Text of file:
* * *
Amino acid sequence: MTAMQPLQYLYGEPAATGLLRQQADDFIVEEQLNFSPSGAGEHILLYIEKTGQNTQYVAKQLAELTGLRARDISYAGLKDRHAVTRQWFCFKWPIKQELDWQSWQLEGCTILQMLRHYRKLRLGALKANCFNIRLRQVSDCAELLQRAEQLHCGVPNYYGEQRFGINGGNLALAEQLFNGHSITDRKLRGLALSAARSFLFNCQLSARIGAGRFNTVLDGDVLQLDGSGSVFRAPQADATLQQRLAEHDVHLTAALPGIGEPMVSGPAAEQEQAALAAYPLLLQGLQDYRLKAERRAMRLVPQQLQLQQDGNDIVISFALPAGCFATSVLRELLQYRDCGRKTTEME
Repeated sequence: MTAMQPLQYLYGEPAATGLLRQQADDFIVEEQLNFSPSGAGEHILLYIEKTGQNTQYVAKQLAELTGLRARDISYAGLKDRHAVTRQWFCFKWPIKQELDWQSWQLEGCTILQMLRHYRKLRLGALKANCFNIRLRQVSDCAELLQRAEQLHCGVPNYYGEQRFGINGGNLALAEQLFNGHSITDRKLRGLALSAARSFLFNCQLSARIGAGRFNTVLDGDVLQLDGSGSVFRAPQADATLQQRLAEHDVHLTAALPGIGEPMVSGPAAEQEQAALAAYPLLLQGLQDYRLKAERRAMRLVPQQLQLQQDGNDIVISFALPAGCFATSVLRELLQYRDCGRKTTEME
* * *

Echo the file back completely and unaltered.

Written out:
Amino acid sequence: MTAMQPLQYLYGEPAATGLLRQQADDFIVEEQLNFSPSGAGEHILLYIEKTGQNTQYVAKQLAELTGLRARDISYAGLKDRHAVTRQWFCFKWPIKQELDWQSWQLEGCTILQMLRHYRKLRLGALKANCFNIRLRQVSDCAELLQRAEQLHCGVPNYYGEQRFGINGGNLALAEQLFNGHSITDRKLRGLALSAARSFLFNCQLSARIGAGRFNTVLDGDVLQLDGSGSVFRAPQADATLQQRLAEHDVHLTAALPGIGEPMVSGPAAEQEQAALAAYPLLLQGLQDYRLKAERRAMRLVPQQLQLQQDGNDIVISFALPAGCFATSVLRELLQYRDCGRKTTEME
Repeated sequence: MTAMQPLQYLYGEPAATGLLRQQADDFIVEEQLNFSPSGAGEHILLYIEKTGQNTQYVAKQLAELTGLRARDISYAGLKDRHAVTRQWFCFKWPIKQELDWQSWQLEGCTILQMLRHYRKLRLGALKANCFNIRLRQVSDCAELLQRAEQLHCGVPNYYGEQRFGINGGNLALAEQLFNGHSITDRKLRGLALSAARSFLFNCQLSARIGAGRFNTVLDGDVLQLDGSGSVFRAPQADATLQQRLAEHDVHLTAALPGIGEPMVSGPAAEQEQAALAAYPLLLQGLQDYRLKAERRAMRLVPQQLQLQQDGNDIVISFALPAGCFATSVLRELLQYRDCGRKTTEME